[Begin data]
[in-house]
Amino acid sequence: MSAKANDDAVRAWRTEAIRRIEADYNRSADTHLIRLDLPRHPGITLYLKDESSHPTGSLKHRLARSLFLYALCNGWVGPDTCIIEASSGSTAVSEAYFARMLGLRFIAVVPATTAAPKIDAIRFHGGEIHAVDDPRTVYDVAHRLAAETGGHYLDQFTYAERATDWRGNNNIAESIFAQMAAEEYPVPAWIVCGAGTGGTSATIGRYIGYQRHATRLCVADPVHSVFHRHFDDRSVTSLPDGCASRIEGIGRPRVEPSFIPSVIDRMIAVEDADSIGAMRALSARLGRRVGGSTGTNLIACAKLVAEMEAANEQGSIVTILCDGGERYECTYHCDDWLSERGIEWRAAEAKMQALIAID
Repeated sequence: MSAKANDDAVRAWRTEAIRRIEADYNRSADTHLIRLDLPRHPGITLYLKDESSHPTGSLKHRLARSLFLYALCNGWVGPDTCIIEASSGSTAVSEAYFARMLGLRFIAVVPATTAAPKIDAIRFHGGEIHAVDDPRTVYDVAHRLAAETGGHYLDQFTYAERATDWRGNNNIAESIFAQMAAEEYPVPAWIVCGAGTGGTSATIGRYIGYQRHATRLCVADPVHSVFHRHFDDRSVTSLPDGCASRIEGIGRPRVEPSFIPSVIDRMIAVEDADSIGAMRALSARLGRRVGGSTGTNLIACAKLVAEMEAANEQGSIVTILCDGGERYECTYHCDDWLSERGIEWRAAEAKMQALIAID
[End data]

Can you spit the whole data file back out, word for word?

[in-house]
Amino acid sequence: MSAKANDDAVRAWRTEAIRRIEADYNRSADTHLIRLDLPRHPGITLYLKDESSHPTGSLKHRLARSLFLYALCNGWVGPDTCIIEASSGSTAVSEAYFARMLGLRFIAVVPATTAAPKIDAIRFHGGEIHAVDDPRTVYDVAHRLAAETGGHYLDQFTYAERATDWRGNNNIAESIFAQMAAEEYPVPAWIVCGAGTGGTSATIGRYIGYQRHATRLCVADPVHSVFHRHFDDRSVTSLPDGCASRIEGIGRPRVEPSFIPSVIDRMIAVEDADSIGAMRALSARLGRRVGGSTGTNLIACAKLVAEMEAANEQGSIVTILCDGGERYECTYHCDDWLSERGIEWRAAEAKMQALIAID
Repeated sequence: MSAKANDDAVRAWRTEAIRRIEADYNRSADTHLIRLDLPRHPGITLYLKDESSHPTGSLKHRLARSLFLYALCNGWVGPDTCIIEASSGSTAVSEAYFARMLGLRFIAVVPATTAAPKIDAIRFHGGEIHAVDDPRTVYDVAHRLAAETGGHYLDQFTYAERATDWRGNNNIAESIFAQMAAEEYPVPAWIVCGAGTGGTSATIGRYIGYQRHATRLCVADPVHSVFHRHFDDRSVTSLPDGCASRIEGIGRPRVEPSFIPSVIDRMIAVEDADSIGAMRALSARLGRRVGGSTGTNLIACAKLVAEMEAANEQGSIVTILCDGGERYECTYHCDDWLSERGIEWRAAEAKMQALIAID